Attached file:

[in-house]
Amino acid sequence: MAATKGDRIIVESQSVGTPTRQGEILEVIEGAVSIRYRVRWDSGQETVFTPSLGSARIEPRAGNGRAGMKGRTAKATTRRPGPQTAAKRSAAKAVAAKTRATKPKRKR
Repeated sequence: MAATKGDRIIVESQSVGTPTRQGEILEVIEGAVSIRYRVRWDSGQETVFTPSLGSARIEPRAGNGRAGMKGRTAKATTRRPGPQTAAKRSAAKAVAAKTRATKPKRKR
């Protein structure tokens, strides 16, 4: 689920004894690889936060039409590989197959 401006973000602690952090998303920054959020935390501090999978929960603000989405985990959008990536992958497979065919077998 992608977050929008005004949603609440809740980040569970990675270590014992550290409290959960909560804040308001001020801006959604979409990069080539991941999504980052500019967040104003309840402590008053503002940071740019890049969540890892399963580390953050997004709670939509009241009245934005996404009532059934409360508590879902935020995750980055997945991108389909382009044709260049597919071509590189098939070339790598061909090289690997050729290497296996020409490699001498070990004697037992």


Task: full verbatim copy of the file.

[in-house]
Amino acid sequence: MAATKGDRIIVESQSVGTPTRQGEILEVIEGAVSIRYRVRWDSGQETVFTPSLGSARIEPRAGNGRAGMKGRTAKATTRRPGPQTAAKRSAAKAVAAKTRATKPKRKR
Repeated sequence: MAATKGDRIIVESQSVGTPTRQGEILEVIEGAVSIRYRVRWDSGQETVFTPSLGSARIEPRAGNGRAGMKGRTAKATTRRPGPQTAAKRSAAKAVAAKTRATKPKRKR
């Protein structure tokens, strides 16, 4: 689920004894690889936060039409590989197959 401006973000602690952090998303920054959020935390501090999978929960603000989405985990959008990536992958497979065919077998 992608977050929008005004949603609440809740980040569970990675270590014992550290409290959960909560804040308001001020801006959604979409990069080539991941999504980052500019967040104003309840402590008053503002940071740019890049969540890892399963580390953050997004709670939509009241009245934005996404009532059934409360508590879902935020995750980055997945991108389909382009044709260049597919071509590189098939070339790598061909090289690997050729290497296996020409490699001498070990004697037992």